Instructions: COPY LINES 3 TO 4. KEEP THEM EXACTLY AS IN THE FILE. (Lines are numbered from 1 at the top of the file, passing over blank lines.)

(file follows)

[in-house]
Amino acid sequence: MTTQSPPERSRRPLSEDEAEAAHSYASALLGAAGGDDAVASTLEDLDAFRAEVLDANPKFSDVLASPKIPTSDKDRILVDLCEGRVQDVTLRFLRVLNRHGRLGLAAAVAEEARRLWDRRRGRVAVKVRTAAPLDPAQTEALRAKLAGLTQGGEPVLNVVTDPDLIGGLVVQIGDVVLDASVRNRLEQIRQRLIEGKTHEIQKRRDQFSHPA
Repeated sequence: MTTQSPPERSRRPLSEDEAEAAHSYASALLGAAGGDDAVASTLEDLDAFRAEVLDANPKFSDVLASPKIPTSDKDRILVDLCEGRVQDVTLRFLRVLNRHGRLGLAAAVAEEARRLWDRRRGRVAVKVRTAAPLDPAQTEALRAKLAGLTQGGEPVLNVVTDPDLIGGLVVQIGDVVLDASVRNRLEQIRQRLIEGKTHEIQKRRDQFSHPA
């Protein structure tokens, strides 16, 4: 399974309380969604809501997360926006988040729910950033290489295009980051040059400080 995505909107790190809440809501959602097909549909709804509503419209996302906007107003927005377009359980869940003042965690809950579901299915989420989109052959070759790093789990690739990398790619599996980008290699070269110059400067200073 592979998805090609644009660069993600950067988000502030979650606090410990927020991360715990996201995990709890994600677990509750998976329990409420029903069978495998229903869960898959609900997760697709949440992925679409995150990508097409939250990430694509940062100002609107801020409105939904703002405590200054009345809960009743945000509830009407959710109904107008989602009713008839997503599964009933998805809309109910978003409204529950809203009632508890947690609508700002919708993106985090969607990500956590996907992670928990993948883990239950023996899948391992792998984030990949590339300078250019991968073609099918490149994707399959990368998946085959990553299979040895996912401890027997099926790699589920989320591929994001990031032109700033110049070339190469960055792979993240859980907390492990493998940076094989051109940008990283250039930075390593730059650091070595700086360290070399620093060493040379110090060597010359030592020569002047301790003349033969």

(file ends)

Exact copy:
Repeated sequence: MTTQSPPERSRRPLSEDEAEAAHSYASALLGAAGGDDAVASTLEDLDAFRAEVLDANPKFSDVLASPKIPTSDKDRILVDLCEGRVQDVTLRFLRVLNRHGRLGLAAAVAEEARRLWDRRRGRVAVKVRTAAPLDPAQTEALRAKLAGLTQGGEPVLNVVTDPDLIGGLVVQIGDVVLDASVRNRLEQIRQRLIEGKTHEIQKRRDQFSHPA
């Protein structure tokens, strides 16, 4: 399974309380969604809501997360926006988040729910950033290489295009980051040059400080 995505909107790190809440809501959602097909549909709804509503419209996302906007107003927005377009359980869940003042965690809950579901299915989420989109052959070759790093789990690739990398790619599996980008290699070269110059400067200073 592979998805090609644009660069993600950067988000502030979650606090410990927020991360715990996201995990709890994600677990509750998976329990409420029903069978495998229903869960898959609900997760697709949440992925679409995150990508097409939250990430694509940062100002609107801020409105939904703002405590200054009345809960009743945000509830009407959710109904107008989602009713008839997503599964009933998805809309109910978003409204529950809203009632508890947690609508700002919708993106985090969607990500956590996907992670928990993948883990239950023996899948391992792998984030990949590339300078250019991968073609099918490149994707399959990368998946085959990553299979040895996912401890027997099926790699589920989320591929994001990031032109700033110049070339190469960055792979993240859980907390492990493998940076094989051109940008990283250039930075390593730059650091070595700086360290070399620093060493040379110090060597010359030592020569002047301790003349033969």